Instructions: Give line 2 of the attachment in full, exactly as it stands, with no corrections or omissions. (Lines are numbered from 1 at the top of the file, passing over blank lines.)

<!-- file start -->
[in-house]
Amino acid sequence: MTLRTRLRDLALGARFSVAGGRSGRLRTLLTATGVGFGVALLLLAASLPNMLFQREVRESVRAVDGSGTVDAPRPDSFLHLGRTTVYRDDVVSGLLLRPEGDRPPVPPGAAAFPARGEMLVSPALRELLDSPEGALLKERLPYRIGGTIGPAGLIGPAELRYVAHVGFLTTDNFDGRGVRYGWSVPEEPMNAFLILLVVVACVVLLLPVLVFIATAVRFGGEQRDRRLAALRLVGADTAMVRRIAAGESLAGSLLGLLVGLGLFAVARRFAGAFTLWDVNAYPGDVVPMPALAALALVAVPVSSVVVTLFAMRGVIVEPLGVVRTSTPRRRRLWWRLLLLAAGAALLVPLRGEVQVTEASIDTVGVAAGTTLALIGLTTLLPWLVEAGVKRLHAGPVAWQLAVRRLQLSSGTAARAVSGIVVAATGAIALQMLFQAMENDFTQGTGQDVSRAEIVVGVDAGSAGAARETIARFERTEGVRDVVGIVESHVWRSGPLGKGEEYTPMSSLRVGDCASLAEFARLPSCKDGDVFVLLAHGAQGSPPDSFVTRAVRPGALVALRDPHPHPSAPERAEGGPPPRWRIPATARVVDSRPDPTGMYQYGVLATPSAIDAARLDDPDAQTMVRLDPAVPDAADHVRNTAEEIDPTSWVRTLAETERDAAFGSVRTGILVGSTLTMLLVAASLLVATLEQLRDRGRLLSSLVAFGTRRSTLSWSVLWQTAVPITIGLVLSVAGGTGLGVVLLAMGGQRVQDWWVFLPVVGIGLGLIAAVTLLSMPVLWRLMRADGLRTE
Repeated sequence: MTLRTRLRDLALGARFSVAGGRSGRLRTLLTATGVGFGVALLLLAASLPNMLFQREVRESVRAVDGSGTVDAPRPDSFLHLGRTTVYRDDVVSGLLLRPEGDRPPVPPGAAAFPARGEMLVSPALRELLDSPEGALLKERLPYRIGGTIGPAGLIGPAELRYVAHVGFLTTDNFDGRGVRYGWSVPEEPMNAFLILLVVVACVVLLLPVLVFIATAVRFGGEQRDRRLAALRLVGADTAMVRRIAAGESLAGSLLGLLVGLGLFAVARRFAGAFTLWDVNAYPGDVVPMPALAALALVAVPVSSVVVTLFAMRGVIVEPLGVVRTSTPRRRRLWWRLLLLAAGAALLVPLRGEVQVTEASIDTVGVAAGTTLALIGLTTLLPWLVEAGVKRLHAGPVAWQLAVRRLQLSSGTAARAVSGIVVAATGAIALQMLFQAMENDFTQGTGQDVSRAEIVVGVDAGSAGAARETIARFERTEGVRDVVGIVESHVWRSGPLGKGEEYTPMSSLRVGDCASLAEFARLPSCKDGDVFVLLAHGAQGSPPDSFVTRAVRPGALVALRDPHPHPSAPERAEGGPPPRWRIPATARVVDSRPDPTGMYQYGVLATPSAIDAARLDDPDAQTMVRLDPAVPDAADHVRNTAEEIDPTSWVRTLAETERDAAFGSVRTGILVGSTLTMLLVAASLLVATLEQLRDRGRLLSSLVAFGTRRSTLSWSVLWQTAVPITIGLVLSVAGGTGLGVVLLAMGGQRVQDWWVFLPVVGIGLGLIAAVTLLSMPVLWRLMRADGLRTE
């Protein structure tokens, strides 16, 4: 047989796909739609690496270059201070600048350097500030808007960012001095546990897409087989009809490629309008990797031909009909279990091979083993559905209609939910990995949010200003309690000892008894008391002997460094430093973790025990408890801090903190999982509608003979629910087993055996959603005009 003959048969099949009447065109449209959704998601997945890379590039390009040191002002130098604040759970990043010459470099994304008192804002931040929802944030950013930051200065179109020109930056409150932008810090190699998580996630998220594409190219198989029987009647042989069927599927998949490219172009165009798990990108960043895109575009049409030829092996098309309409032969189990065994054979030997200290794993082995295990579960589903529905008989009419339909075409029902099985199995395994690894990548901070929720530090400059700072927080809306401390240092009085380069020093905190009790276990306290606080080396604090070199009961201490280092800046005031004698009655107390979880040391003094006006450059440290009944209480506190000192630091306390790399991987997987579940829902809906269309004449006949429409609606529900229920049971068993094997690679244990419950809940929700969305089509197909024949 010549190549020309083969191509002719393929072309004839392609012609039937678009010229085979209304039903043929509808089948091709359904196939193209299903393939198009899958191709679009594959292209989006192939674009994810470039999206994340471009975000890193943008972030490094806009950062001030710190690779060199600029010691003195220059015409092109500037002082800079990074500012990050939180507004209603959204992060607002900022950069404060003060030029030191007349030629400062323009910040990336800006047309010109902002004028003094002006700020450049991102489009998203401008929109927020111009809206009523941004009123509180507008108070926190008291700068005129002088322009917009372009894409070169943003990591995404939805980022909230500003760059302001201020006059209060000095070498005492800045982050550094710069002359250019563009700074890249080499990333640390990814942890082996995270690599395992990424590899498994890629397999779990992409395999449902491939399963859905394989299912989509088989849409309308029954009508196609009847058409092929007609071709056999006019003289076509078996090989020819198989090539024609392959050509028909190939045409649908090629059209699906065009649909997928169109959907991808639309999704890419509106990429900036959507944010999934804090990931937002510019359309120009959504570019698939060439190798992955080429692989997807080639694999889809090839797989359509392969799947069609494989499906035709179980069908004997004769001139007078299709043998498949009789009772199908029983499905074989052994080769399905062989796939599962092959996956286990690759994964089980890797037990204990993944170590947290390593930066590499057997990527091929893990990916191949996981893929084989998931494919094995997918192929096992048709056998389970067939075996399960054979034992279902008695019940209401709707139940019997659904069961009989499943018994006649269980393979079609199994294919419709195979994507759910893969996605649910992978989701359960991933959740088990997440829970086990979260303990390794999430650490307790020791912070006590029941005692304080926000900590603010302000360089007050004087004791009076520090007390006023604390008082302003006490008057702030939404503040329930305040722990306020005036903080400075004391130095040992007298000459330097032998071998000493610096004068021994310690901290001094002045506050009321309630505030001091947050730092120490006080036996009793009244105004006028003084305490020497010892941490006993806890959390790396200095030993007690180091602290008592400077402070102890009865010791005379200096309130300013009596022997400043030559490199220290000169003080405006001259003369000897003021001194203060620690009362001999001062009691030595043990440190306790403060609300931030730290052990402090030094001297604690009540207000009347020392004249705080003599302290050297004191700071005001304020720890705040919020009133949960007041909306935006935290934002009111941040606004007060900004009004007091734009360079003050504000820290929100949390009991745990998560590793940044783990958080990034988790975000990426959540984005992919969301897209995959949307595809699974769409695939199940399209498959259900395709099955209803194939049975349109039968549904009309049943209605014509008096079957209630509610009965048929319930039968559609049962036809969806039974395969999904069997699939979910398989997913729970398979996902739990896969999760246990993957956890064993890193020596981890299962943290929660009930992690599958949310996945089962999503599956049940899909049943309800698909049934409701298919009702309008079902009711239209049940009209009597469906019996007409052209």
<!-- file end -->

Amino acid sequence: MTLRTRLRDLALGARFSVAGGRSGRLRTLLTATGVGFGVALLLLAASLPNMLFQREVRESVRAVDGSGTVDAPRPDSFLHLGRTTVYRDDVVSGLLLRPEGDRPPVPPGAAAFPARGEMLVSPALRELLDSPEGALLKERLPYRIGGTIGPAGLIGPAELRYVAHVGFLTTDNFDGRGVRYGWSVPEEPMNAFLILLVVVACVVLLLPVLVFIATAVRFGGEQRDRRLAALRLVGADTAMVRRIAAGESLAGSLLGLLVGLGLFAVARRFAGAFTLWDVNAYPGDVVPMPALAALALVAVPVSSVVVTLFAMRGVIVEPLGVVRTSTPRRRRLWWRLLLLAAGAALLVPLRGEVQVTEASIDTVGVAAGTTLALIGLTTLLPWLVEAGVKRLHAGPVAWQLAVRRLQLSSGTAARAVSGIVVAATGAIALQMLFQAMENDFTQGTGQDVSRAEIVVGVDAGSAGAARETIARFERTEGVRDVVGIVESHVWRSGPLGKGEEYTPMSSLRVGDCASLAEFARLPSCKDGDVFVLLAHGAQGSPPDSFVTRAVRPGALVALRDPHPHPSAPERAEGGPPPRWRIPATARVVDSRPDPTGMYQYGVLATPSAIDAARLDDPDAQTMVRLDPAVPDAADHVRNTAEEIDPTSWVRTLAETERDAAFGSVRTGILVGSTLTMLLVAASLLVATLEQLRDRGRLLSSLVAFGTRRSTLSWSVLWQTAVPITIGLVLSVAGGTGLGVVLLAMGGQRVQDWWVFLPVVGIGLGLIAAVTLLSMPVLWRLMRADGLRTE